The Lazarus Group, a North Korea-aligned state-sponsored actor, has been attributed to a new campaign called Operation Dream Job that targets Linux users.

In a report recently published, analists from cybersecurity firm ESET revealed that this social engineering scheme involves fraudulent job offers that trick unsuspecting targets into downloading malware.

The attack chain involves a fake HSBC job offer as a decoy within a ZIP archive file that delivers a Linux backdoor named SimplexTea distributed via an OpenDrive cloud storage account.

The method used to distribute the ZIP file is suspected to be either spear-phishing or direct messages on LinkedIn.

The Lazarus Group has also been linked to a recent supply chain attack on VoIP software developer 3CX.

Indicators of Compromise


MITRE ATT&CK techniques

Tactic ID Name Description
Reconnaissance T1593.001 Search Open Websites/Domains: Social Media Lazarus attackers probably approached a target with a fake HSBC-themed job offer that would fit the target’s interest. This has been done mostly via LinkedIn in the past.
Resource Development T1584.001 Acquire Infrastructure: Domains Unlike many previous cases of compromised C&Cs used in Operation DreamJob, Lazarus operators registered their own domain for the Linux target.
  T1587.001 Develop Capabilities: Malware Custom tools from the attack are very likely developed by the attackers.
  T1585.003 Establish Accounts: Cloud Accounts The attackers hosted the final stage on the cloud service OpenDrive.
  T1608.001 Stage Capabilities: Upload Malware The attackers hosted the final stage on the cloud service OpenDrive.
Execution T1204.002 User Execution: Malicious File OdicLoader masquerades as a PDF file in order to fool the target.
Initial Access T1566.002 Phishing: Spearphishing Link The target likely received a link to third-party remote storage with a malicious ZIP archive, which was later submitted to VirusTotal.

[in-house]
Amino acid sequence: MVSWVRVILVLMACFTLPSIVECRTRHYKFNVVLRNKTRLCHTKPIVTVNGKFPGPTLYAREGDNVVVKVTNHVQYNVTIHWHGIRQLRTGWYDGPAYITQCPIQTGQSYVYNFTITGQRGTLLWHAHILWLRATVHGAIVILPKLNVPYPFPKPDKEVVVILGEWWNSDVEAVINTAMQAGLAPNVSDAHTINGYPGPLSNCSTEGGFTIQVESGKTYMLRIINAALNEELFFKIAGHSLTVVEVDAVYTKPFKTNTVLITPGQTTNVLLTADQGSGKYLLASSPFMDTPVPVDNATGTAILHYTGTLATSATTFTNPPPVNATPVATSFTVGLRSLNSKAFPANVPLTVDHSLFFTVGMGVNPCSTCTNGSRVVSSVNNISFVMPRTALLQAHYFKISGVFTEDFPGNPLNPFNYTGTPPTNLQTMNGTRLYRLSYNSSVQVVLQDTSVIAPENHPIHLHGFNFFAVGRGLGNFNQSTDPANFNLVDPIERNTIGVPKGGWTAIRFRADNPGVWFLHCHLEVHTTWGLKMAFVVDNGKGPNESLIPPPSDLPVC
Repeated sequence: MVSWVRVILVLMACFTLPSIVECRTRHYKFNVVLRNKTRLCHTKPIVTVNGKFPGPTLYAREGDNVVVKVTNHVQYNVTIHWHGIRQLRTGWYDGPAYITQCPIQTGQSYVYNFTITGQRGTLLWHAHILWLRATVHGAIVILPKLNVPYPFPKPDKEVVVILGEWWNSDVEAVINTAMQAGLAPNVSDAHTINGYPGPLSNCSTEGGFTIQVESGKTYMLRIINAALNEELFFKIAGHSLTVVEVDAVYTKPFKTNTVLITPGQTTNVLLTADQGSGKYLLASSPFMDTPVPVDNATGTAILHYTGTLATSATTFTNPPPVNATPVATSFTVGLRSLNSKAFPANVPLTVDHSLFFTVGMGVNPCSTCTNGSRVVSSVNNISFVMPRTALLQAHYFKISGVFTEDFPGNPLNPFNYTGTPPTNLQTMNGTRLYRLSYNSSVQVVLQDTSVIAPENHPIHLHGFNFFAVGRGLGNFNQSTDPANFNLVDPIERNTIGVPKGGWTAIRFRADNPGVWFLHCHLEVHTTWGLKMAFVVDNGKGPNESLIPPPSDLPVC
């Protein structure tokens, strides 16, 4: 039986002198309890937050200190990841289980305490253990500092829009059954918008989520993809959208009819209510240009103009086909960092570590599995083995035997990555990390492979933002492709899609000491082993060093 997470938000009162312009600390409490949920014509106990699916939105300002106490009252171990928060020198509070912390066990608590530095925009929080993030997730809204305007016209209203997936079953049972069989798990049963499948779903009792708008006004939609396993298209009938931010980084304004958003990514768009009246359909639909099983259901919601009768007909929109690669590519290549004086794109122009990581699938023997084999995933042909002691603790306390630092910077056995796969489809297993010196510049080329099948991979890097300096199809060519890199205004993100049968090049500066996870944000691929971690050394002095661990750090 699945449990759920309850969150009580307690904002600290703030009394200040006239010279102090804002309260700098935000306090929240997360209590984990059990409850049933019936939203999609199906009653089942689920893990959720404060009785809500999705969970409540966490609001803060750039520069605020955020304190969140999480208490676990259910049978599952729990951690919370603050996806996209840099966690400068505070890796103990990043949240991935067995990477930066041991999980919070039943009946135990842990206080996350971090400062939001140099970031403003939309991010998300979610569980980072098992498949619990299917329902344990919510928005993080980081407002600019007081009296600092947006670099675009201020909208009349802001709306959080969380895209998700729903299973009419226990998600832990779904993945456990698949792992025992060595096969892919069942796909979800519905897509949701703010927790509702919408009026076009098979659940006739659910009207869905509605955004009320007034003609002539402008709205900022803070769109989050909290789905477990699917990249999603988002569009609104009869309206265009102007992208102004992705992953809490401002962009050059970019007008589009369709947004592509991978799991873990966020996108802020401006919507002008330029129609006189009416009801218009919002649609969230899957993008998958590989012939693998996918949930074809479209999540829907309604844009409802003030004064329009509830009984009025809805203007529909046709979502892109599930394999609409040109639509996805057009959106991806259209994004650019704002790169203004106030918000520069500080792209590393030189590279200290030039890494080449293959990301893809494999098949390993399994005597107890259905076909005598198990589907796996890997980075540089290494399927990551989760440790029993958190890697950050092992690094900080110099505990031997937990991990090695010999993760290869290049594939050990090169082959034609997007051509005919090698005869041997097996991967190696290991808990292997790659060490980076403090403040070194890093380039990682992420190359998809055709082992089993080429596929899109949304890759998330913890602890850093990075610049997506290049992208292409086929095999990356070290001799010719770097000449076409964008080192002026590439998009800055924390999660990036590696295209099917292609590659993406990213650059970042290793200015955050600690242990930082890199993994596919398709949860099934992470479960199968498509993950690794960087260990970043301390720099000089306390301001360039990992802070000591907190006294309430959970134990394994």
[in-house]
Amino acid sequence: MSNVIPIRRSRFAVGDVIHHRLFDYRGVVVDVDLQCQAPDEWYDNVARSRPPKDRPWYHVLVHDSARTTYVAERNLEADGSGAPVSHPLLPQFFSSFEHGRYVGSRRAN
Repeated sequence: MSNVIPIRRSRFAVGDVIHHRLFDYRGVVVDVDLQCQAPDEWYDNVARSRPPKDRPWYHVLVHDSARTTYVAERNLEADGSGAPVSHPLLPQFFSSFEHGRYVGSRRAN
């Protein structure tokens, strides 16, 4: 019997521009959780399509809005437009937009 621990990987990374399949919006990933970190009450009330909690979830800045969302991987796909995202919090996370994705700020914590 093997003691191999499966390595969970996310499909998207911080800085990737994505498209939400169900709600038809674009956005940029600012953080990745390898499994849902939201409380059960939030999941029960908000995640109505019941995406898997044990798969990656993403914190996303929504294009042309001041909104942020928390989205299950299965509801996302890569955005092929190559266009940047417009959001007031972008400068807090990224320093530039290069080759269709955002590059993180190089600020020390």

Persistence T1546.004 Event Triggered Execution: Unix Shell Configuration Modification OdicLoader modifies the victim’s Bash profile, so SimplexTea is launched each time Bash is stared and its output is muted.
Defense Evasion T1134.002 Access Token Manipulation: Create Process with Token SimplexTea can create a new process, if instructed by its C&C server.
  T1140 Deobfuscate/Decode Files or Information SimplexTea stores its configuration in an encrypted
  T1027.009 Obfuscated Files or Information: Embedded Payloads The droppers of all malicious chains contain an embedded data array with an additional stage.
  T1562.003 Impair Defenses: Impair Command History Logging OdicLoader modifies the victim’s Bash profile, so the output and error messages from SimplexTea are muted. SimplexTea executes new processes with the same technique.
  T1070.004 Indicator Removal: File Deletion SimplexTea has the ability to delete files securely.
  T1497.003 Virtualization/Sandbox Evasion: Time Based Evasion SimplexTea implements multiple custom sleep delays in its execution.
Discovery T1083 File and Directory Discovery SimplexTea can list the directory content together with their names, sizes, and timestamps (mimicking the ls -la command).
Command and Control T1071.001 Application Layer Protocol: Web Protocols SimplexTea can use HTTP and HTTPS for communication with its C&C server, using a statically linked Curl library.
  T1573.001 Encrypted Channel: Symmetric Cryptography SimplexTea encrypts C&C traffic using the AES-GCM algorithm.
  T1132.001 Data Encoding: Standard Encoding SimplexTea encodes C&C traffic using base64.
  T1090 Proxy SimplexTea can utilize a proxy for communications.
Exfiltration T1041 Exfiltration Over C2 Channel SimplexTea can exfiltrate data as ZIP archives to its C&C server.